The bishops have passed their “Charter,” the implementing norms for dealing with clergy sexual abuse are en route to Rome for review, the media pack has moved on to other stories, at least temporarily. So the question is — after Dallas, now what?
One of the cliches coming out of the Dallas meeting had it that the current crisis was caused in large part by a lack of “collaboration” between bishops and laity and a lack of lay “participation” in the governance of the Church. There is some truth in this. But only some.
The truth is that, in some instances, diocesan lay review boards have been helpful to local bishops in implementing personnel policies for dealing with clerical sexual offenders. Another truth is that there are highly competent Catholic lawyers and communications specialists whose sage counsel, requested and taken, would have spared many bishops much grief in recent years. The still further truth is that aspects of the clerical culture, and the club atmospherics of the bishops’ conference, have mitigated against coming to grips with sexual abuse in the past.
All that being said, the deeper and larger truth is that this is far, far more a crisis of leadership than a crisis of “participation.” One indispensable factor in resolving the crisis is more assertive, effective leadership by bishops – “headship,” to use the proper biblical and theological term.
The anger that many Catholics feel at their bishops today tells us the “sense of the faithful” on this. Most Catholics are not interested in building ever-thicker layers of Church bureaucracy: committees, commissions, boards, etc., etc. Most Catholics have little interest in the Protestantizing agenda being forwarded by groups like Voice of the Faithful. What Catholic anger at bishops tells us is that Catholics want their bishops to be bishops — to exert strong, forceful leadership. The vast majority of Catholics in the United States (who don’t get into Time magazine like “Voice of the Faithful”) intuitively understand that this crisis has not been created by “authoritarianism,” but by bishops failing to exercise the authority that is legitimately theirs by episcopal ordination.
Catholic Lite, in other words, is not the answer to the crisis of leadership in the Church in America today. Yes, there is ample room in the Catholic Church for more effective collaboration between bishops and lay men and women. But when “collaboration” becomes code for stripping the bishop’s office of its distinctive authority, then a Catholic Lite agenda is at work.
This immediately raises some questions about the national review board, chaired by Governor Frank Keating of Oklahoma, whose establishment was announced at the end of the Dallas meeting. Such a board can do useful work in helping monitor the compliance of individual dioceses with the personnel norms adopted by the bishops’ conference, once they have been approved by Rome. But the bottom line in each diocese remains the local bishop — and this is a matter of doctrine, not management theory.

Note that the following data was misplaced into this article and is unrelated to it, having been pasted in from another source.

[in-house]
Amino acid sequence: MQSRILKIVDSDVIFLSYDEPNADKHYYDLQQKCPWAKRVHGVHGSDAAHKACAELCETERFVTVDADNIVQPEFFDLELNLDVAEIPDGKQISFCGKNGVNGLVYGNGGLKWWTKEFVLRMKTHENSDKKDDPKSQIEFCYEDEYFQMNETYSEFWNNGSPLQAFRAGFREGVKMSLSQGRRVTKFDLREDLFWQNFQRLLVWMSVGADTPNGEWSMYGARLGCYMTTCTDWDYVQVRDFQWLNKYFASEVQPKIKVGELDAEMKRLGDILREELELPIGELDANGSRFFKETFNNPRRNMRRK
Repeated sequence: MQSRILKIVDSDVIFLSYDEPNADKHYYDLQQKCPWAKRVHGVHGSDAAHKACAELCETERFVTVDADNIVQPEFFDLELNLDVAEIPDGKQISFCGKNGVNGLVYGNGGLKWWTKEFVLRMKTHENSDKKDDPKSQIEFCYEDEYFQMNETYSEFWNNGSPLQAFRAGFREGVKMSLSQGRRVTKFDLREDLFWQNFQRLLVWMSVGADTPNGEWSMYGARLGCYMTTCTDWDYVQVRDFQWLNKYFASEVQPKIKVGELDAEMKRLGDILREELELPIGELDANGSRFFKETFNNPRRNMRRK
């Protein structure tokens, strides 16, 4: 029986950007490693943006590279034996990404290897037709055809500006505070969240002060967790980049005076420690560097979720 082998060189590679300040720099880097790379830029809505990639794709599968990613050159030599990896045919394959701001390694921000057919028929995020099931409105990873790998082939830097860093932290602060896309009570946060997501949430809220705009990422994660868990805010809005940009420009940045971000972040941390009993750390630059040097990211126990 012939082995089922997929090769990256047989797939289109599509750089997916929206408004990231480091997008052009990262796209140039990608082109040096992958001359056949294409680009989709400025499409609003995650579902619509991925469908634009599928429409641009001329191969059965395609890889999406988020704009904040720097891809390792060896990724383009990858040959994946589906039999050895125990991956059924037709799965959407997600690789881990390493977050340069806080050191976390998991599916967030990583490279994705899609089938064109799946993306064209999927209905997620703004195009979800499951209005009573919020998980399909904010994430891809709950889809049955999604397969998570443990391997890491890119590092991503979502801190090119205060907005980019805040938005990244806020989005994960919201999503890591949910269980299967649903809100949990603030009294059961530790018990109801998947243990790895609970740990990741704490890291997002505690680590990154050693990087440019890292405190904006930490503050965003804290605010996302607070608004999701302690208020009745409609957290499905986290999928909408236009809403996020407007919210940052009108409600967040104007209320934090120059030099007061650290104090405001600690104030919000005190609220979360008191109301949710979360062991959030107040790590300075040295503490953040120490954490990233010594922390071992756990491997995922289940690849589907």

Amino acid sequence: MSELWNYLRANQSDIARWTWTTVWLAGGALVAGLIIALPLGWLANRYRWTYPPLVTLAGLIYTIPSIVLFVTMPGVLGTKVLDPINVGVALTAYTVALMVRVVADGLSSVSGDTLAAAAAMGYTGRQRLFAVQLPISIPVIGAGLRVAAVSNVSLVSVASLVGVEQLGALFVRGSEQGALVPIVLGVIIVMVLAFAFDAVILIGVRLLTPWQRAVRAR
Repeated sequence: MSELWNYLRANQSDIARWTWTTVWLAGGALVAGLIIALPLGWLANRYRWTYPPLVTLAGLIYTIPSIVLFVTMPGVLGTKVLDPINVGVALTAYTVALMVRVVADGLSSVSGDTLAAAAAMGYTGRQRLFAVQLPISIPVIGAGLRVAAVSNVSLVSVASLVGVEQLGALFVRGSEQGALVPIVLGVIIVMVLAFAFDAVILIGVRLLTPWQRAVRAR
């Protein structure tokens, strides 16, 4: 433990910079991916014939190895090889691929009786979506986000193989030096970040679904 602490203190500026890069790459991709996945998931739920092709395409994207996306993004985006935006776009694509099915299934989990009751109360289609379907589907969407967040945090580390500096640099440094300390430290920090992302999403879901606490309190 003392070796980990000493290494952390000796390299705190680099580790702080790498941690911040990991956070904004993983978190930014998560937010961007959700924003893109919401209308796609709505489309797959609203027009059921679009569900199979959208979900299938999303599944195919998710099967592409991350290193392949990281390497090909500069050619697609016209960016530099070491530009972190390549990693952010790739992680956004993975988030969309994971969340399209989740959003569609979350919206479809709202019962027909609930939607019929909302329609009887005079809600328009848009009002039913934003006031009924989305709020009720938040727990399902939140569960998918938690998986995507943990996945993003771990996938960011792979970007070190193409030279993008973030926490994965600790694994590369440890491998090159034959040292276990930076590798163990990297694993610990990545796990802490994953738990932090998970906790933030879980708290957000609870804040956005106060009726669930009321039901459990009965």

Then there was Governor Keating’s suggestion that the national review board would take up the question of whether individual bishops ought to be replaced for failures of leadership in dealing with clergy sexual abuse. That question certainly must be addressed, and quickly. But the people who must address it are the responsible authorities in the Vatican, in consultation with the bishops of the United States, not the members of a lay review board. Such a board has no theological “standing” to make such judgments. To suggest that it does is to let the passion for “procedures” in our bureaucratically-obsessed culture trump Catholic doctrine.
The reform of the Catholic Church in the United States cannot be reduced to a question of “procedures.” What transformed a scandal of clergy sexual abuse into a national crisis of Catholic credibility was a failure of headship: bishops failing to teach the fullness of Catholic truth, bishops failing to be fathers to their priests, bishops failing to enforce the discipline of the Church. Better personnel procedures can help address one severe manifestation of today’s crisis of fidelity, namely, sexually abusive clergy. That, one hopes, is what Dallas helped accomplish.
But real reform will require deeper remedies, including a recovery of headship in the Church.